College Baseball Countdown: 76 Days to Go- Tennessee’s Weekend Rotation

There are myriad reasons why Tony Vitello’s first season at Tennessee won’t be easy.

First and foremost, the Volunteers just haven’t done a ton of winning lately. They haven’t been to a regional since 2005, which also happens to be the last time the program has been better than .500 in SEC play. Beyond that, it’s also a concern that the 2017 offense went as Jordan Rodgers and Jeff Moberg went, and both of those guys are off in pro ball now. There’s also a question about bullpen depth behind proven guys like Will Heflin (who was effective, but only threw 15.1 innings last season) and Andrew Schultz.

But one thing that it appears Vitello will not have to worry about is starting pitching, as the Volunteers will likely run out a trio that will match up with just about any other in the SEC.

Two of the key pieces, Zach Linginfelter and Garrett Stallings, are guys who burst onto the scene and proved that they belonged in the SEC in a big way last season.

Linginfelter threw 56.1 innings across 22 appearances, including six starts. He had a 3.67 ERA, 61 strikeouts, and a .239 opponent batting average. In his four-inning debut in relief on opening weekend against Memphis, as we wrote at the time, you could already see his raw stuff jumping off of the page. As the season wore on, his ability to do a little bit of everything for the Vols was a huge weapon.

Stallings was second on the team in innings with 70 across 20 appearances, eight of which were starts. He had a 3.47 ERA and a 39-to-13 strikeout-to-walk ratio. With just 39 strikeouts, he wasn’t someone who was blowing away the opposition, but he was clearly pounding the zone and working to avoid giving up free bases.

The final piece in the presumed starting rotation trio is junior Will Neely, and he might be the toughest to hit of the group. Last season, he was also a swingman for the Volunteers, as he appeared in 19 games, eight of which were starts. In 57.2 innings, he had a 3.43 ERA, a 41/13 strikeout-to-walk ratio, and a .213 opponent batting average.

Even the best programs have years when they’re unsure of who will be pitching on weekends, and just about every program has at least one slot up in the air heading into the season. Tennessee could still have a breakout star in spring practice push his way into the conversation, but barring that, the Volunteers look mostly set.

We would be remiss if we talked about Tennessee’s pitching staff in any way and didn’t acknowledge what might be the best assistant coaching hire of the offseason in Vitello luring pitching coach Frank Anderson away from Houston. Anderson is widely considered one of the very best in the sport, and the results he gets from his pitchers tell the story.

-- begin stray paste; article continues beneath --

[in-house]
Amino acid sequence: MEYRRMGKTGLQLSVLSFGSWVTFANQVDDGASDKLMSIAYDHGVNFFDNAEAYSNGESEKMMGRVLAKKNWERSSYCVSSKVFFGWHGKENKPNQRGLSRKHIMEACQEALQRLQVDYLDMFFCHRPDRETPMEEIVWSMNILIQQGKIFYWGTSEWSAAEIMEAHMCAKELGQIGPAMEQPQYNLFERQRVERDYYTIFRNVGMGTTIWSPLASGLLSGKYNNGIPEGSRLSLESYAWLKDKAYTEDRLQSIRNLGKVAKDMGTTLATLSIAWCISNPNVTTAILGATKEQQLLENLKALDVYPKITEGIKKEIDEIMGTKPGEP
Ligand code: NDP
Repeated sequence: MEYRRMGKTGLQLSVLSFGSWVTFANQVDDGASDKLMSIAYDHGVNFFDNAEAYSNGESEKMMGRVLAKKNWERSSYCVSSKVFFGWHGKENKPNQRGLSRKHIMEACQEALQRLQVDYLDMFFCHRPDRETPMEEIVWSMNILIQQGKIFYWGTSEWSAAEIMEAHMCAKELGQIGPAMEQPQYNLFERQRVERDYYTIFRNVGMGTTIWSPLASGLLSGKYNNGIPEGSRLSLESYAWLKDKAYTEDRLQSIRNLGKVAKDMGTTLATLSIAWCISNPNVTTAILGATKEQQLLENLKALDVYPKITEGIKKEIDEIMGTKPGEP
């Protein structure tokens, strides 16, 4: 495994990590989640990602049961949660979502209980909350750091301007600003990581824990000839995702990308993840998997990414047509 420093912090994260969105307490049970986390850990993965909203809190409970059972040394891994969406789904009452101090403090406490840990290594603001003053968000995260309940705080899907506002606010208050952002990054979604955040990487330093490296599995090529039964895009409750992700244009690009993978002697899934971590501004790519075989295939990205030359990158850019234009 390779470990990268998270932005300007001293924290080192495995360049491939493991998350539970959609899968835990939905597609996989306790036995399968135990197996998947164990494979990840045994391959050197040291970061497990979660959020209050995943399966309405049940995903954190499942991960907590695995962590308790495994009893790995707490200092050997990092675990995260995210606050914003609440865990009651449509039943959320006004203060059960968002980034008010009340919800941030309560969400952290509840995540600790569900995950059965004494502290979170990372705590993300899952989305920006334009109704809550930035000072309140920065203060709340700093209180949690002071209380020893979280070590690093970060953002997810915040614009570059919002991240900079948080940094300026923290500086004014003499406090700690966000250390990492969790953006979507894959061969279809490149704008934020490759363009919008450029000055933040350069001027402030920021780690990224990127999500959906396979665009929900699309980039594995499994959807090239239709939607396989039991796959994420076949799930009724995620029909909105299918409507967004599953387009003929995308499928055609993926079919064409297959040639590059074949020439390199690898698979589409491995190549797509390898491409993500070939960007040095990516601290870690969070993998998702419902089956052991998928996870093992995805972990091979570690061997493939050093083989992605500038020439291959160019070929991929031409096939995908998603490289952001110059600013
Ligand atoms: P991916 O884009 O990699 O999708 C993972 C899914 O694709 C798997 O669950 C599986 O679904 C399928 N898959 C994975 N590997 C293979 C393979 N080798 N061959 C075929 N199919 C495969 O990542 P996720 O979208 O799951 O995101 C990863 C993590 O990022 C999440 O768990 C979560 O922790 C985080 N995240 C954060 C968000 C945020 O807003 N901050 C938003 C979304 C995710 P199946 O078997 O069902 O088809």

Vitello acknowledged immediately after Anderson’s hiring that he’s a coach who checks just about all of the boxes.

“From my playing days and early coaching career in the Big 12, I took note of his pitchers and how he developed them,” said Vitello in the school release announcing the hiring. “He was a tremendous role model for me as a young pitching coach. Coach Anderson has a proven throwing and training program that allows pitchers to make improvements in both velocity and command while also keeping them healthy throughout the season and their college careers. He understands what it takes to recruit and develop Omaha-caliber pitching staffs. He’s a winner with a national championship ring and a long list of NCAA Regionals and Super Regionals on his resume.

In his five years on staff at Houston, he oversaw pitching staffs that had ERAs of 3.74, 2.35, 2.89, 2.48, and 3.43, all the while tutoring future pros such as Austin Pruitt, Patrick Weigel, Jake Lemoine, Nick Hernandez, Andrew Lantrip, and 2017 first-round pick Seth Romero. That’s to say nothing of the loads of pros he coached as the pitching coach at Texas Tech and Texas and as the head coach at Oklahoma State and all of the really effective college pitchers he coached that just weren’t pro prospects.

A rotation of Linginfelter, Stallings, and Neely, in some order, is good to begin with. That trio working closely with a pitching coach like Frank Anderson gives them the potential to be scary good, at least from the perspective of opposing SEC teams.

About the Author

Joseph Healy

Growing up in Houston, Joe Healy was introduced to college baseball at a young age, and it was love at first sight. Like most good love stories, that love has only grown throughout the years. When he’s not at the ballpark, he enjoys tacos, college football during the fall, and the spectacle that is American politics. He holds a B.A. in political science from Sam Houston State University and a Master’s in Public Administration from Southern Illinois University- Edwardsville.